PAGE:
- The narrator got attacked by Arabs after he went to the cinema
- People expect the narrator and his family to leave the country/be exiled but the narrator considers Algeria his own country just as much as 'the Arabs'
- There's a certain degree of imagined hostility because the narrator was the only survivor
- The narrator shared the same religious opinion as Harun 'Mais il me paraissait inutile' talking about le prêtre
- A vehicle was blown up by a mine
- The narrator describes the country as abandoned during the last days of the war
- He goes into a lot of detail describing the mountain (as if it invades every aspect of his life)
- The narrator saw a car drive past with the man who took his friends, but he didn't do anything as there was no court or judge
- The narrator gets into a car with his neighbours (for protection) and leaves Algeria, but he could see the mountain for miles and miles 'la montagne était là'
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La montagne part 2
- The narrator sees le Canigou, another mountain (he can never escape 'the mountain'
- He had a friend called André that asked him to read his essays on the playground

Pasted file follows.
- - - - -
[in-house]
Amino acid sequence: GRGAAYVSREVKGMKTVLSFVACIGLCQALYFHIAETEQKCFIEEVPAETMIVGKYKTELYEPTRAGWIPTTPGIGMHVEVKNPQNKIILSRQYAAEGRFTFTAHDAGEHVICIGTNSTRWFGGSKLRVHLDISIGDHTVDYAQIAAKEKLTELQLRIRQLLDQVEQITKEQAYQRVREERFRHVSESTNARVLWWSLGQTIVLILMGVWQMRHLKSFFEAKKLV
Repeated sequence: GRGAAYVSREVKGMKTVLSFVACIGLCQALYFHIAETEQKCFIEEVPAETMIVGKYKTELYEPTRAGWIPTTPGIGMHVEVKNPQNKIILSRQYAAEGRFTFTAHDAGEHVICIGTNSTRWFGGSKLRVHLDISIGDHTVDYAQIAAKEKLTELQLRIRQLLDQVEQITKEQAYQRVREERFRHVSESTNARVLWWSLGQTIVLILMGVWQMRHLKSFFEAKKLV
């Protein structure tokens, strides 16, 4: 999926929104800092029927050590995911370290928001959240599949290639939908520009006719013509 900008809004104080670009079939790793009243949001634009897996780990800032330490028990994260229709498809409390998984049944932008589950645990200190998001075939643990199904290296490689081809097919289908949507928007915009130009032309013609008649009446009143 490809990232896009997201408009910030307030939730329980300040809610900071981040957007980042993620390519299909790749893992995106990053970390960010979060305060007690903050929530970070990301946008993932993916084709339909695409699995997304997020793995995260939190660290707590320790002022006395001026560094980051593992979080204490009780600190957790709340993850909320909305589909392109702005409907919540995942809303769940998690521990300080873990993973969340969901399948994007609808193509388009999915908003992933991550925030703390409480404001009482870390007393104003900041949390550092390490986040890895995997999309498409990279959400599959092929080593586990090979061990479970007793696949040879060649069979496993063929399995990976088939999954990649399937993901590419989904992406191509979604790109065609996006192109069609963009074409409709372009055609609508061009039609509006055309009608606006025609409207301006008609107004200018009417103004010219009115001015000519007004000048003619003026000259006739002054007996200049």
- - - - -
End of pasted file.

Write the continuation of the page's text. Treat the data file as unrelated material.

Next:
- But the narrator still missed his dead friends from the mountain (they haunt him)
- Papa stayed behind in Algeria, because he could not leave his country
- Buty eventually he was forced to leave Algeria
- He had to justify his French nationality even though he fought for France during the war
- The narraot feels remorse for the people he's left behind
- Even in old age, he is still haunted by the dead children
- The narrator realises they told him to stay behind in order to cover for them, and that he was forgiven a long time ago, and so he's relieved of his guilt
- Final quote 'il y en avait tellement dans la motnagne en été' (scarabées)
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R&H Key quotes
- 'On préfère rejeter hors de la culture, dans la nature, tout ce qui ne se conforme pas à la norme sous laquelle on vit
- 'celles qui sont ses contemporained, mais se trouvent situées en un autre lieu du globe; celles qui se sont manigestées approximetiveent dans le même espace, mais l'ont précédée dans le tmps' celles, enfin, qui ont existé à la foid dans un temps antérieur au sien et dans un espace différent de celui où elle se place'
- 'Chaque culture soit incapable de porter un jugement vrai sur une autre pusqu'une culture ne peut s'évader d'elle-même et que son appréciation reste, par conséquent, prisonnière d'un relativisme sans appel'
- Elle est (la civilisation occidentale'), directement ou indirectement, intervenue dans la vie des populations de couleur'
- The different stages of development of cultures are only relative to one another